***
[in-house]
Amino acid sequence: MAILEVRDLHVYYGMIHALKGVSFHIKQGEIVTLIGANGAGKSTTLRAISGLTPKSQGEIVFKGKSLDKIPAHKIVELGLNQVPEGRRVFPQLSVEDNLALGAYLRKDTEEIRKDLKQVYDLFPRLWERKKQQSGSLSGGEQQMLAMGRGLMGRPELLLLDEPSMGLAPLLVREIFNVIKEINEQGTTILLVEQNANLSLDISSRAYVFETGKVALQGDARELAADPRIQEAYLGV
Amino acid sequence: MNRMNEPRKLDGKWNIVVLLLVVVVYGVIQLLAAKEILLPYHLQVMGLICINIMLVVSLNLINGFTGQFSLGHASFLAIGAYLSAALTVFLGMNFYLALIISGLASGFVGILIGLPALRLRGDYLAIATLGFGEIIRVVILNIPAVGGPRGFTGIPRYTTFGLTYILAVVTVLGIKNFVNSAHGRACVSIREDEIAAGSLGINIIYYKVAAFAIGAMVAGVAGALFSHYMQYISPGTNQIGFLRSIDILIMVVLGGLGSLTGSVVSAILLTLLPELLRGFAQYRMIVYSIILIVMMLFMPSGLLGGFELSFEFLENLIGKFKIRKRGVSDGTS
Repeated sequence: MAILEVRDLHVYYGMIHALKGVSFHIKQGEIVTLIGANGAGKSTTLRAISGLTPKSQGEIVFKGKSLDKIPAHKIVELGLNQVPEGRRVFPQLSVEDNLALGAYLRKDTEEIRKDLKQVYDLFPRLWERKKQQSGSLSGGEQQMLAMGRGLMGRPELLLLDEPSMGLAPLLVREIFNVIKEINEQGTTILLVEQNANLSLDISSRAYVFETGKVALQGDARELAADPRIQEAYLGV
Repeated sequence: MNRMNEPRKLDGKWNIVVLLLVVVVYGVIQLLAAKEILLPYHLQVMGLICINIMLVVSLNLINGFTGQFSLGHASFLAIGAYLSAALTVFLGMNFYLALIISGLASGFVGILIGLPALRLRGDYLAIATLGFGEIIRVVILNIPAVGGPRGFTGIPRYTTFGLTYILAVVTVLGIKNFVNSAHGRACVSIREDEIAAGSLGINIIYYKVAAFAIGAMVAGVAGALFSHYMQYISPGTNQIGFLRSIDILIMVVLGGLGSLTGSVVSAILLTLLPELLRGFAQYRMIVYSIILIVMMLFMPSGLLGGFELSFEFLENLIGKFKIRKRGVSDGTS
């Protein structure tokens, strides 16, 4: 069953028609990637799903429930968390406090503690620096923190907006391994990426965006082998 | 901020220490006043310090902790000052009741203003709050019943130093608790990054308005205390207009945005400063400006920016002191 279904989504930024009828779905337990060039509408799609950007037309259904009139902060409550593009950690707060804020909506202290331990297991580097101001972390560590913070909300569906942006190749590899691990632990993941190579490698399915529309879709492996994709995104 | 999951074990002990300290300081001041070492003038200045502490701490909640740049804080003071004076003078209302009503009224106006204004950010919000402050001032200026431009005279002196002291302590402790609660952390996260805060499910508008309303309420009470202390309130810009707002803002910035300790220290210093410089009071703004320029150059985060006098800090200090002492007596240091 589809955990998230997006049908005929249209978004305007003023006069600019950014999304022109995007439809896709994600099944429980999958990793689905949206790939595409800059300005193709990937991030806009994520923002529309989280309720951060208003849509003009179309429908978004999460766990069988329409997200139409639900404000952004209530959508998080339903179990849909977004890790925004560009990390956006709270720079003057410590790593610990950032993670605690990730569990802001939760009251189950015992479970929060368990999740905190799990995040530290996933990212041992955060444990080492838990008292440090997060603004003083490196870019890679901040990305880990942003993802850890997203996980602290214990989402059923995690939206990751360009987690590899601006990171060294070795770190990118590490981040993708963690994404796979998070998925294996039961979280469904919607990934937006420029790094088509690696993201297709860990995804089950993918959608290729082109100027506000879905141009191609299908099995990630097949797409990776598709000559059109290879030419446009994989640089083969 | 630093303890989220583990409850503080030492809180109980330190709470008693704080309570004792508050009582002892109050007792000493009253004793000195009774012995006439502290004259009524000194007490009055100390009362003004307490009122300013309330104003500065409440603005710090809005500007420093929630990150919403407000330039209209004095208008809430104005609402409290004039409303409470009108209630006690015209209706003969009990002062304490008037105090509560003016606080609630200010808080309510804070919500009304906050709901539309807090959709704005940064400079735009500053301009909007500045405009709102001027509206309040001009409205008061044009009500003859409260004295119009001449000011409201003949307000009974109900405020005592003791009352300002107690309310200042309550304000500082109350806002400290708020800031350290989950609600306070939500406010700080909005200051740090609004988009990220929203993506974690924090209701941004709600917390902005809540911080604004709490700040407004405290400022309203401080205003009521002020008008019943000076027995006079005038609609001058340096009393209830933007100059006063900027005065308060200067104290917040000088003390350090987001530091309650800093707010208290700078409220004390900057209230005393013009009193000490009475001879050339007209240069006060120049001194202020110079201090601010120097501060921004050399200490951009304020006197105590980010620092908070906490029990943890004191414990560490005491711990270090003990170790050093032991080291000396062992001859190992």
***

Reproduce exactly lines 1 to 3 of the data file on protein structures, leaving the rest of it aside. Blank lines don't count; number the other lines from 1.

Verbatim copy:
[in-house]
Amino acid sequence: MAILEVRDLHVYYGMIHALKGVSFHIKQGEIVTLIGANGAGKSTTLRAISGLTPKSQGEIVFKGKSLDKIPAHKIVELGLNQVPEGRRVFPQLSVEDNLALGAYLRKDTEEIRKDLKQVYDLFPRLWERKKQQSGSLSGGEQQMLAMGRGLMGRPELLLLDEPSMGLAPLLVREIFNVIKEINEQGTTILLVEQNANLSLDISSRAYVFETGKVALQGDARELAADPRIQEAYLGV
Amino acid sequence: MNRMNEPRKLDGKWNIVVLLLVVVVYGVIQLLAAKEILLPYHLQVMGLICINIMLVVSLNLINGFTGQFSLGHASFLAIGAYLSAALTVFLGMNFYLALIISGLASGFVGILIGLPALRLRGDYLAIATLGFGEIIRVVILNIPAVGGPRGFTGIPRYTTFGLTYILAVVTVLGIKNFVNSAHGRACVSIREDEIAAGSLGINIIYYKVAAFAIGAMVAGVAGALFSHYMQYISPGTNQIGFLRSIDILIMVVLGGLGSLTGSVVSAILLTLLPELLRGFAQYRMIVYSIILIVMMLFMPSGLLGGFELSFEFLENLIGKFKIRKRGVSDGTS